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If you regularly follow our activity probably you have realised that the housekeeper campaign is no longer active. This article aims to explain you what we tried to do, what we did and why the campaign is now on hold.

The housekeepers' campaign tried to expose the problems of workers in the tourist industry in Brighton through one of the hardest positions in the sector: those who clean every room in Brighton after a wild party, a family weekend or a romantic night. The idea of the campaign was to generate a discussion around working conditions in hostels, hotels and guest houses.

We made some demands around our daily problems, submitted them to our bosses and shared them with lots of workers in the sector. We know that the situation in Brighton was, and sadly still is, awful for housekeepers. We know that lots of companies pay us per room, don't allow us to have breaks, force us to work literally running, and try to avoid paying us holidays.

But we didn't want just to say to our companies “could you pay me at least the minimum wage, please?”. The campaign wasn't about companies doing illegal things to their workers. The campaign was about naming and shaming an unfair system in which people who clean dozens of luxury rooms every day, sleep every night in a small shared room full of dampness.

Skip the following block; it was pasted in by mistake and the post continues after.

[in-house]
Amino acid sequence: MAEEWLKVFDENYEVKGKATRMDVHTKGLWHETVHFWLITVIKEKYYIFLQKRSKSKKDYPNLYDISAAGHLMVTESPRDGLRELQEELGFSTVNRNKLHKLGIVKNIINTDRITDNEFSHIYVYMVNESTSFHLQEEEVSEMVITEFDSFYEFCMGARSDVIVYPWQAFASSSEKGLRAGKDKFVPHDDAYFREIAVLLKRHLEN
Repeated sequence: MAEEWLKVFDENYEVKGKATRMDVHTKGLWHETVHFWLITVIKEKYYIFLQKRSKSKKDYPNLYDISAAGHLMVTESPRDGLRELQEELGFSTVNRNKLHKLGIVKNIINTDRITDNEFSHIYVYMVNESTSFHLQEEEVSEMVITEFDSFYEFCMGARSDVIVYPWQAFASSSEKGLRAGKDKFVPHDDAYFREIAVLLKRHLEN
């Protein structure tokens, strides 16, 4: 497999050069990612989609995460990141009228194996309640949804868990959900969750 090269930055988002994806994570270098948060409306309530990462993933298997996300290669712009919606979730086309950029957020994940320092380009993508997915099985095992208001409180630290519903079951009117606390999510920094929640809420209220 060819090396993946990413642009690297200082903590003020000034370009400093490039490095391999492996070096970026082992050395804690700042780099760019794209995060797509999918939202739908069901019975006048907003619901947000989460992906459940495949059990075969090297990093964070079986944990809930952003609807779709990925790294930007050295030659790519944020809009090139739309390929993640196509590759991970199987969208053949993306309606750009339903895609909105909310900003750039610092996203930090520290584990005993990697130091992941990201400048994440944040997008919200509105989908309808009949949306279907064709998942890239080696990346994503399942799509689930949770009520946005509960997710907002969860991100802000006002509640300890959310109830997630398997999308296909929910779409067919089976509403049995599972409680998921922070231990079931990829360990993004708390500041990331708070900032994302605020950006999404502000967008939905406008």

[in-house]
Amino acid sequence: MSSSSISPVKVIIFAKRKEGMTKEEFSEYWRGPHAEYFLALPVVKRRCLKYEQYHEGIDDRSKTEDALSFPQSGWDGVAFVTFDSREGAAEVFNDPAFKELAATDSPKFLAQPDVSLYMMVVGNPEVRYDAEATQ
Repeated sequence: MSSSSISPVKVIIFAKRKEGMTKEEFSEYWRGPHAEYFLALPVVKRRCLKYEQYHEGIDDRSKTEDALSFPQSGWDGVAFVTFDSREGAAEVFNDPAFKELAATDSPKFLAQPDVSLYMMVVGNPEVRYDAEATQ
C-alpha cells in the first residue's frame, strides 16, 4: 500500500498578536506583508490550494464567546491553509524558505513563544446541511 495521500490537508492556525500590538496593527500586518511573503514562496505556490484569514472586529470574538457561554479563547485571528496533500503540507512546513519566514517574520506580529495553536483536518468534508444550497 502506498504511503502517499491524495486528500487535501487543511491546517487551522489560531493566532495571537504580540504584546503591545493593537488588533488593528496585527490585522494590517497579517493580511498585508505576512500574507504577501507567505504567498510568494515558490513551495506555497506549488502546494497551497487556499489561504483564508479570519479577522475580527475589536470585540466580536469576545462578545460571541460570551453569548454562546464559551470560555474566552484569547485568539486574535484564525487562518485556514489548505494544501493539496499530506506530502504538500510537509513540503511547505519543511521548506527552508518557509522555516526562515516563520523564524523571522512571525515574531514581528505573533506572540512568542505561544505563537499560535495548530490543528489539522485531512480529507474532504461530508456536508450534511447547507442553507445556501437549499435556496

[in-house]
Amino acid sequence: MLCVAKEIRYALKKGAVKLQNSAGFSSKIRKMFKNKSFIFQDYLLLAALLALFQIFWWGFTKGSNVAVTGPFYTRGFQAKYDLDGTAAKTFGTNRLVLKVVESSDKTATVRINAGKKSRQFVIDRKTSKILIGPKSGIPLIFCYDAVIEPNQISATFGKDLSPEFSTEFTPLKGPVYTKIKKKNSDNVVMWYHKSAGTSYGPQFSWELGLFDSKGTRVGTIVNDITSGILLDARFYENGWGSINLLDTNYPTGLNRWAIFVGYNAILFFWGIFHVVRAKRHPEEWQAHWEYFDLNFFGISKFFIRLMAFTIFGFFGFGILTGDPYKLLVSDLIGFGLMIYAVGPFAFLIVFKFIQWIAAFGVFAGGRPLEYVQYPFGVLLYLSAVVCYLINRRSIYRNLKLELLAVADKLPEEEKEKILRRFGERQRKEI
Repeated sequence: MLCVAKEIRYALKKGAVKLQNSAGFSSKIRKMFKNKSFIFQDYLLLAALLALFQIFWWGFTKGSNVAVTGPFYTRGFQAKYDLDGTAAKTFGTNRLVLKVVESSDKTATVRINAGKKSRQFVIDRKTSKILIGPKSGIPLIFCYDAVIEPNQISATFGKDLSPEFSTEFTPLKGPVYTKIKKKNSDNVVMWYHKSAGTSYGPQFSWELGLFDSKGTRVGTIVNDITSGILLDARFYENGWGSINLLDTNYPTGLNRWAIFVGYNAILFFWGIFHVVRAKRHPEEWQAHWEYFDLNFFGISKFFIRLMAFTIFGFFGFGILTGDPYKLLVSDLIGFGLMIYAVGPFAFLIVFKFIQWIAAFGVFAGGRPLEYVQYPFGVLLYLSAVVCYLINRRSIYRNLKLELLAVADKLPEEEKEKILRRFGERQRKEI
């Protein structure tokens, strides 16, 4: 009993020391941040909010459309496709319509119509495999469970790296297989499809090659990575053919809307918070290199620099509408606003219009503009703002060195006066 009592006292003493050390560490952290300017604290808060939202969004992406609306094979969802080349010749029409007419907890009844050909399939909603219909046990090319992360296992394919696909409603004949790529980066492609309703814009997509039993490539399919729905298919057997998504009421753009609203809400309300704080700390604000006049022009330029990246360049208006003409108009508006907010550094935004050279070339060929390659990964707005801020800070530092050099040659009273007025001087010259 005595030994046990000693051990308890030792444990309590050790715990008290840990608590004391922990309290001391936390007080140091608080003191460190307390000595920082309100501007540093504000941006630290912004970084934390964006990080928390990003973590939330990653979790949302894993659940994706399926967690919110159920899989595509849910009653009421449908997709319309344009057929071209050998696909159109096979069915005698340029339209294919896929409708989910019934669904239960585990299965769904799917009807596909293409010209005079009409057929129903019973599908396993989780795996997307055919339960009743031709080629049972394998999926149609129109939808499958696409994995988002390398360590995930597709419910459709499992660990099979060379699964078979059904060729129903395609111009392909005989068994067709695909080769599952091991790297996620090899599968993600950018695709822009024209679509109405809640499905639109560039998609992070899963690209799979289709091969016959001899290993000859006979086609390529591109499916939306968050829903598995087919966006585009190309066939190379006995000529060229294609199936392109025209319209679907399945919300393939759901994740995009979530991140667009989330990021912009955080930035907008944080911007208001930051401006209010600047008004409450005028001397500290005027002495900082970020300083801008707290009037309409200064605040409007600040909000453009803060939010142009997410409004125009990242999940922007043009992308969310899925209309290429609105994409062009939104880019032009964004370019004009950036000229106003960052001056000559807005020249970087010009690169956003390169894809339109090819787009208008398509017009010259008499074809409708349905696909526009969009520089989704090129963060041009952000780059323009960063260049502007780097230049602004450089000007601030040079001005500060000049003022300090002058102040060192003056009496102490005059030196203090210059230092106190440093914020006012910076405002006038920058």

Did we achieve that? Probably we generated some discussions. Probably most of the people looked at those posters and thought that is not realistic to ask companies to pay the London Living Wage in Brighton, because probably they think that a room of £264 per night leaves no margin to pay around £10 per hour to a person that is cleaning an average of 3 rooms per hour. But probably other people sympathized with the idea and discussed it with other work-mates.

But, anyway, one way or another, it was worth it. Because for us the campaign was not about gaining lots of members and becoming full-time paid officials. For us the campaign was mainly about saying what we think about our sector, about our job and about our lives. Partly, it was about the cathartic fact of saying: “My job is crap” and honestly in that respect it worked.

Most of the people involved in the campaign were working in a hostel in Old Steine. We had better working conditions than most of the housekeepers in Brighton, why deny it. We didn't have problems with holidays, we had two days off  every week and for some time we were above the minimum wage. But also we were united, so we prevented the company to stop paying us our breaks, forced it to increase the staff and achieved most of the improvements in Health & Safety that we had in our list of demands.

So, why is the campaign now on hold? Because we had to quit our jobs or to leave Brighton. To live in a city like Brighton is no longer sustainable for people earning the minimum wage. Some of us found better paid jobs but others just decided to move out from Brighton.

So now we are in different jobs and in different cities, but we keep saying that our jobs are crap. Because is not cleaning crap what makes your job crap, it's watching other people make a profit from your job which makes it crap. But our campaign around housekeeping in Brighton is only in stand-by mode, waiting for new people to join and say “we have now had it up to here; things can't go on like this”.


Page of the original Housekeepers Campaign

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This article was published on 23 December 2016 by the SolFed group in Brighton. Other recent articles:

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